Nintendo Entertainment Planning & Development

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Nintendo Entertainment Planning & Development
Native name
任天堂企画制作本部
Nintendō Kikaku Seisaku Honbu
Division
IndustryVideo game industry
Predecessors
FoundedSeptember 16, 2015; 3 years ago (2015-09-16)
FounderTatsumi Kimishima
Headquarters,
Japan
Key people
ParentNintendo

Nintendo Entertainment Planning & Development Division[a], commonly abbreviated as Nintendo EPD, is the largest division within the Japanese video game company Nintendo. The division focuses on developing and producing video games, mobile apps, and other related entertainment software for the company. EPD was created after a merger of the company's former Entertainment Analysis & Development (EAD) and Software Planning & Development (SPD) divisions in September 2015.

History[edit]

The division was created on September 16, 2015 after the consolidation of two of Nintendo's former software divisions, Entertainment Analysis & Development (EAD) and Software Planning & Development (SPD), as part of a company-wide organizational restructure that took place under Nintendo's then newly appointed president, Tatsumi Kimishima.[1][2][3]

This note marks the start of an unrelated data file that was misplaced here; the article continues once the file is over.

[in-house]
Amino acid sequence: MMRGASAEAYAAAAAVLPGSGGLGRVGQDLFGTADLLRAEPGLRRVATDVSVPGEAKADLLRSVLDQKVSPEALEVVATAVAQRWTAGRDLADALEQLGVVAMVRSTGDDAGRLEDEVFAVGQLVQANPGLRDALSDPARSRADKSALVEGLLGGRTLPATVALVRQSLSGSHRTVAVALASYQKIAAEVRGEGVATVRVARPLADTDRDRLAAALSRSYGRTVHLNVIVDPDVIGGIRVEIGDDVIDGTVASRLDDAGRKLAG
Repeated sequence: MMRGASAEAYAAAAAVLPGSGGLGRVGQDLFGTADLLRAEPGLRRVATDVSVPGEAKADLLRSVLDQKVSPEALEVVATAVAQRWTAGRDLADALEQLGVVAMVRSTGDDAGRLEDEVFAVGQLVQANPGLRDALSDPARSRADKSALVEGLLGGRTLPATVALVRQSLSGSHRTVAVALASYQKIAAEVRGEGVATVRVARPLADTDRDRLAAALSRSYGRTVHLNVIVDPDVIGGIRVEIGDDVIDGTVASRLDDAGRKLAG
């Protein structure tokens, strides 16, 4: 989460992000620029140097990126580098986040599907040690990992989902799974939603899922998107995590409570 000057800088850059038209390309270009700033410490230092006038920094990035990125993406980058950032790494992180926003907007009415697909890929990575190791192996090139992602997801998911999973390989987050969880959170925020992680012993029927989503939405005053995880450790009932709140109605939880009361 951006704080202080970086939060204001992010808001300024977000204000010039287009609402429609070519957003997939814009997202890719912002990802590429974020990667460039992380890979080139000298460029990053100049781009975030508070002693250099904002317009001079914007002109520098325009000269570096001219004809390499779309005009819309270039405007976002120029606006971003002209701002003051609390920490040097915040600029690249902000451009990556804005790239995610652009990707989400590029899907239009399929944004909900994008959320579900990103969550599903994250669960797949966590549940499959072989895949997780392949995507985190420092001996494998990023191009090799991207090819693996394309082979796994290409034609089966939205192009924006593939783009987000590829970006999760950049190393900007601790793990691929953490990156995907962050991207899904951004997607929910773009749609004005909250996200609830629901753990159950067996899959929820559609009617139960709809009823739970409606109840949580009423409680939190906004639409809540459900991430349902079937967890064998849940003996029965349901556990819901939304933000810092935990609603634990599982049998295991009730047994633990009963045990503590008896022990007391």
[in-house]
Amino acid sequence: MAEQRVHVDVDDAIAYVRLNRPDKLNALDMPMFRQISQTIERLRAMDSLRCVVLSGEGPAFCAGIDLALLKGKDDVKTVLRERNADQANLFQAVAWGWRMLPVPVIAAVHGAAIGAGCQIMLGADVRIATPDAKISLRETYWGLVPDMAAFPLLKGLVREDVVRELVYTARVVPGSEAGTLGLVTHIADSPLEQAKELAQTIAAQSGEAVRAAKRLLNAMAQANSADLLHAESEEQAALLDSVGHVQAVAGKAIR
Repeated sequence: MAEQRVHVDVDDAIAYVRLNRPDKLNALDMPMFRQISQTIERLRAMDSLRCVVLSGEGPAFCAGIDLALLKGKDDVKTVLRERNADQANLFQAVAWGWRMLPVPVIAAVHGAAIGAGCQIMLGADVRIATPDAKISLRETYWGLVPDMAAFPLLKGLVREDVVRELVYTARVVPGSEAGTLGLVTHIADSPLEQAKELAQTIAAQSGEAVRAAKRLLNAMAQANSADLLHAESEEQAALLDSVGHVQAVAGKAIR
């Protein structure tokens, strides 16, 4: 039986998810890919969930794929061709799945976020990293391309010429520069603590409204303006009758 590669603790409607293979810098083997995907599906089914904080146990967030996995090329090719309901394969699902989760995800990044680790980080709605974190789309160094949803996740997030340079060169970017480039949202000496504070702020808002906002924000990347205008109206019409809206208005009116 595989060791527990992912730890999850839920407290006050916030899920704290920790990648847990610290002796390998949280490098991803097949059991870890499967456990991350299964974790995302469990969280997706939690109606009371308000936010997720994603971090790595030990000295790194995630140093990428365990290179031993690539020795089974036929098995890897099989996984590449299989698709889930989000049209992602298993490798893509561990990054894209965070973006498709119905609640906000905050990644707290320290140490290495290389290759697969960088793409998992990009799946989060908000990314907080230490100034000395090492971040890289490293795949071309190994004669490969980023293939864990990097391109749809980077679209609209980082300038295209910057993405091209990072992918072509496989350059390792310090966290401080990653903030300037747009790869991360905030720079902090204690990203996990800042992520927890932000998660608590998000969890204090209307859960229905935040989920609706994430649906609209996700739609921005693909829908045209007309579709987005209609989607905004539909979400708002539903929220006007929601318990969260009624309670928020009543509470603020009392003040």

The division assumed both of its predecessors' roles, focusing on the development of games and software for Nintendo platforms and mobile devices; it also manages and licenses the company's various intellectual properties, alongside producing and supervising development for contracted studios. Shinya Takahashi serves as the general manager of the division, with Katsuya Eguchi and Yoshiaki Koizumi serving below as deputy general managers and Yoshio Sakamoto and Takashi Tezuka acting as executive officer.[3]

Gameography[edit]

List of video games developed and produced by Nintendo Entertainment Planning & Development
Year Title Genre(s) Platform(s) Ref.
2015 The Legend of Zelda: Tri Force Heroes[co 1] Action-adventure Nintendo 3DS [4]
Animal Crossing: Amiibo Festival[co 2] Party Wii U [5]
Mario Tennis: Ultra Smash[co 3] Sports Wii U [6]
Mario & Luigi: Paper Jam[co 4] Role-playing Nintendo 3DS [7]
2016 The Legend of Zelda: Twilight Princess HD[co 5] Action-adventure Wii U [8]